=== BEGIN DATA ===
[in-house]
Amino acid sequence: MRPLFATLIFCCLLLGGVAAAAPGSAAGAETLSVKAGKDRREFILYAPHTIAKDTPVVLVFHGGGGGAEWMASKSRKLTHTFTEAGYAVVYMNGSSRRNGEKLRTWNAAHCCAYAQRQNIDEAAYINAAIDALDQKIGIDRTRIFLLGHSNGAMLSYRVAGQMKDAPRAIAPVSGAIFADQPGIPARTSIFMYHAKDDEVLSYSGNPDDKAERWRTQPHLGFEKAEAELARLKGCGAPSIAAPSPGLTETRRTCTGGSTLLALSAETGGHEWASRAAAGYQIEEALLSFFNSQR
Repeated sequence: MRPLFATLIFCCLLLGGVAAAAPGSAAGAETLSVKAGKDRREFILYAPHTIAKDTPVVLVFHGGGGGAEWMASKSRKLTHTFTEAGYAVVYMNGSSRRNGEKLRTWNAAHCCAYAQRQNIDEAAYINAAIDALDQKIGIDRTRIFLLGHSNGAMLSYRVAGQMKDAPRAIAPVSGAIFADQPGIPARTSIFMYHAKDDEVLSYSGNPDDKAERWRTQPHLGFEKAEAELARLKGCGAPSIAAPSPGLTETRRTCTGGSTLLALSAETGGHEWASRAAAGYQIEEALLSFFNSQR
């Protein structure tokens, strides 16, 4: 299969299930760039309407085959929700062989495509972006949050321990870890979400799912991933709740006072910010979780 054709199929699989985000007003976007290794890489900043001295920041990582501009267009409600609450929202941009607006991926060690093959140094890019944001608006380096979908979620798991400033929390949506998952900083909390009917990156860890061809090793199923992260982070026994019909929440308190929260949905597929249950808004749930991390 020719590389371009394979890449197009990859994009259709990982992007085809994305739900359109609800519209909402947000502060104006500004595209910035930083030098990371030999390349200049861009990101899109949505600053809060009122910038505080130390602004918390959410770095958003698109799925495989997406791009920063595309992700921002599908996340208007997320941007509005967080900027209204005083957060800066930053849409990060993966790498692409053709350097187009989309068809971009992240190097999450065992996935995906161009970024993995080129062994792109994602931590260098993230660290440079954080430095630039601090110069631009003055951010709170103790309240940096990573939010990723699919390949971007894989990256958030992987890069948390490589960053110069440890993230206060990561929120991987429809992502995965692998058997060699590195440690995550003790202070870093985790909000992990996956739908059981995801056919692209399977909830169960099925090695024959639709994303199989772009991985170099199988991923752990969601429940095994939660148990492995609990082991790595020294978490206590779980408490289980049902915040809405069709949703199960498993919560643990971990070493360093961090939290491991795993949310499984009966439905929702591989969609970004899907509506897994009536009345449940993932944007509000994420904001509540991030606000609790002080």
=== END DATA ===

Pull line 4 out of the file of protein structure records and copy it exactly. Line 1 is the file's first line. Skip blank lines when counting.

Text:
């Protein structure tokens, strides 16, 4: 299969299930760039309407085959929700062989495509972006949050321990870890979400799912991933709740006072910010979780 054709199929699989985000007003976007290794890489900043001295920041990582501009267009409600609450929202941009607006991926060690093959140094890019944001608006380096979908979620798991400033929390949506998952900083909390009917990156860890061809090793199923992260982070026994019909929440308190929260949905597929249950808004749930991390 020719590389371009394979890449197009990859994009259709990982992007085809994305739900359109609800519209909402947000502060104006500004595209910035930083030098990371030999390349200049861009990101899109949505600053809060009122910038505080130390602004918390959410770095958003698109799925495989997406791009920063595309992700921002599908996340208007997320941007509005967080900027209204005083957060800066930053849409990060993966790498692409053709350097187009989309068809971009992240190097999450065992996935995906161009970024993995080129062994792109994602931590260098993230660290440079954080430095630039601090110069631009003055951010709170103790309240940096990573939010990723699919390949971007894989990256958030992987890069948390490589960053110069440890993230206060990561929120991987429809992502995965692998058997060699590195440690995550003790202070870093985790909000992990996956739908059981995801056919692209399977909830169960099925090695024959639709994303199989772009991985170099199988991923752990969601429940095994939660148990492995609990082991790595020294978490206590779980408490289980049902915040809405069709949703199960498993919560643990971990070493360093961090939290491991795993949310499984009966439905929702591989969609970004899907509506897994009536009345449940993932944007509000994420904001509540991030606000609790002080």